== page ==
Published on December 9, 2020 by Cori Grămescu
Holidays mean shared time with your loved ones but if that time is less comfortable for you, I have some suggestions for your behavior and eating habits for those days.
While it is true holidays in the family can be tough because of what is socially expected from them – joyfulness and happiness, times when families come together and the feeling that everything has to be perfect – it is in your power to keep it together! Just don’t give in to your emotions and try to cultivate a sense of compassion and understanding while staying aware of your surroundings and people around you!
Finding a good compromise when spending time with the family
As winter holidays approach, many of us start feeling the anxiety of meeting their extended families. We are not children anymore, yet being back home, surrounded by parents, aunts and cousins manage somehow to make us feel small and helpless, as if some magic dust turns us into 10 years olds again.
Reuniting with our families can be stressful for many people for reasons that unconsciously follow us through the years as most of us hide or deepen the pain provoked by whatever family issues might lie there. We turn to our younger selves as soon as we walk in our childhood homes and we feel possessed by a sort of power we can’t really explain.
It doesn’t necessarily has to be this way because there are tips and tricks to help us survive holidays in the family. Before letting you know about some of them, just remember that, in fact, you are not a child anymore and, as a grown up, you have your own voice and boundaries, and no one can push you around if you don’t allow it.
Keep the conversation simple
There is a famous saying, ‘Never talk about politics and religion if you don’t want to ruin a conversation‘. This goes for family meetings, too. The idea is simple: just keep the conversation casual and don’t get into any subject that might detonate a bomb. A contradictory conversation, especially with people you know very well and know their opinions are highly different from yours, can escalate quickly and turn into a war of words. So the best is to just not go there and whenever you sense such a conversation might occur, just make sure to switch direction and jump into another subject such as, ‘This cake is delicious, how did you make it?’
Don’t take it personally
The way people act doesn’t say anything about you, it just says all about them. So, anytime your dad starts suggesting you might eat less or workout more because you’ve gained weight, just hold your horses, breath in and breath out, and answer diplomatically, ‘Thank you for being concerned with my well-being.’ Even if such a remark makes you feel young, judged and unloved, keep in mind that oftentimes family does want the best for you, but their communication skills just suck.
Boundaries, boundaries, boundaries
If you can’t put on a smile or simply ignore when your family starts gossiping your existence, setting boundaries is the answer. No one should discuss your life and have opinions about it as if it is a school literature text up for review. Whenever you feel under the spotlight and their comments and questions trigger the hell out of you, just breath in heavily and then breath out and stop the judgement of your parents, aunts and uncles by simply saying, ‘This is none of your business!` Don’t go into further explaining why you don’t want your life, your looks, your choices being debated, it is your right to not feel like you’re in front of the Medieval Inquisition during Christmas time or any other time for that matter.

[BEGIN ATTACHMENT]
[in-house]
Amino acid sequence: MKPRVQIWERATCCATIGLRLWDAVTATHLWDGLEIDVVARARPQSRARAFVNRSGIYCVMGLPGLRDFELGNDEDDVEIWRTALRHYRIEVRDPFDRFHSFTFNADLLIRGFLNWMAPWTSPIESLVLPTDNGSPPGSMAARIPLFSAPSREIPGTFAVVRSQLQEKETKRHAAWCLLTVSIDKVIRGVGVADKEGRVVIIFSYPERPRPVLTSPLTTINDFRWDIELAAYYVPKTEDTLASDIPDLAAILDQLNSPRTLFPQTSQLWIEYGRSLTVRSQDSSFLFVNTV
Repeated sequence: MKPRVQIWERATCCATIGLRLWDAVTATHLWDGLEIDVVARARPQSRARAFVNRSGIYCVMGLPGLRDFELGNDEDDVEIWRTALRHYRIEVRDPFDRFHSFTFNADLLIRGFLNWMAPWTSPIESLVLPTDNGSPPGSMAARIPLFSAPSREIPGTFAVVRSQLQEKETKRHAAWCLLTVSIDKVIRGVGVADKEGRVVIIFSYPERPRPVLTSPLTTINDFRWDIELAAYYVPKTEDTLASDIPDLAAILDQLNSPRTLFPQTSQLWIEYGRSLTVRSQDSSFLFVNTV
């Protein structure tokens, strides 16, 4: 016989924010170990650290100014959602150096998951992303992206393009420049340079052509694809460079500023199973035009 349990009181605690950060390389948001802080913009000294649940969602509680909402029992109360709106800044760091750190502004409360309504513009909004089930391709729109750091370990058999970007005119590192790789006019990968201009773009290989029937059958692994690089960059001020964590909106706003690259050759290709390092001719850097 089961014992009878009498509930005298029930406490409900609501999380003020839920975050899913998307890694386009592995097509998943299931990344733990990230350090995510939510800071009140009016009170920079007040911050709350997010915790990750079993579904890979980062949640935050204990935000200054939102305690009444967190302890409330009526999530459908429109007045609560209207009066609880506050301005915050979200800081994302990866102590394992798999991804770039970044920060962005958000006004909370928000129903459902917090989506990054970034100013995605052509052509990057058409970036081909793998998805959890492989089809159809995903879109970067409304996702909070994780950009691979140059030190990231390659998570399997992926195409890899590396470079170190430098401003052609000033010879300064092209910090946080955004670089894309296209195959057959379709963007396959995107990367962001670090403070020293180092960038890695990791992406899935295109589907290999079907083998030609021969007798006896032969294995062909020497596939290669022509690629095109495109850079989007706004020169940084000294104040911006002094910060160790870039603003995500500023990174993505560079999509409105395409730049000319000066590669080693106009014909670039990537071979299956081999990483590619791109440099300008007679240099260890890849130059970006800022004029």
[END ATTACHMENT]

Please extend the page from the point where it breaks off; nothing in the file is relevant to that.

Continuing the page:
Accept family members as they are
How many times didn’t you wish to just have some other family that would understand you and accept the way you are? I know I did lots of times! It was when I was young and felt helpless and all I wanted was to fell loved no matter what. In time, I understood that you can’t really change people and based on their own experiences, just like yourself, they see life differently and this is where the clash happens. Just embrace your family as it is and look at them with compassion, the kind you wished they had given to you when you were a child and you were struggling with growing up and finding out who your true self is.
Don’t overindulge in alcohol and food
When we feel stressed, we look for shelter in things that don’t really help us in any way, things such as alcohol or food. It is sometimes hard to cope with family reunions and a strong will to keep it cool might not always work. So, when emotions become a rollercoaster, we lose our focus and we try to find anchors in whatever soothes us. Even if alcohol and food bring some sort of comfort because they give us pleasure, overindulging will only make us regret our choice in the long run and by the end of our meeting with our family we will only feel worse.
Look for moments that make you happy
There is a ray of light in the darkest hours! No matter how bad you might feel about getting together with your family, setting goals before stepping into your childhood home might make a big difference. Just visualize yourself as being calm and centered and enjoy the small things while you’re with your family: a cup of warm tea while watching a movie that you like, reconnecting with childhood friends you left behind and talking to them on the phone or taking a long walk in the neighborhood you used to know and love so much when you were younger.
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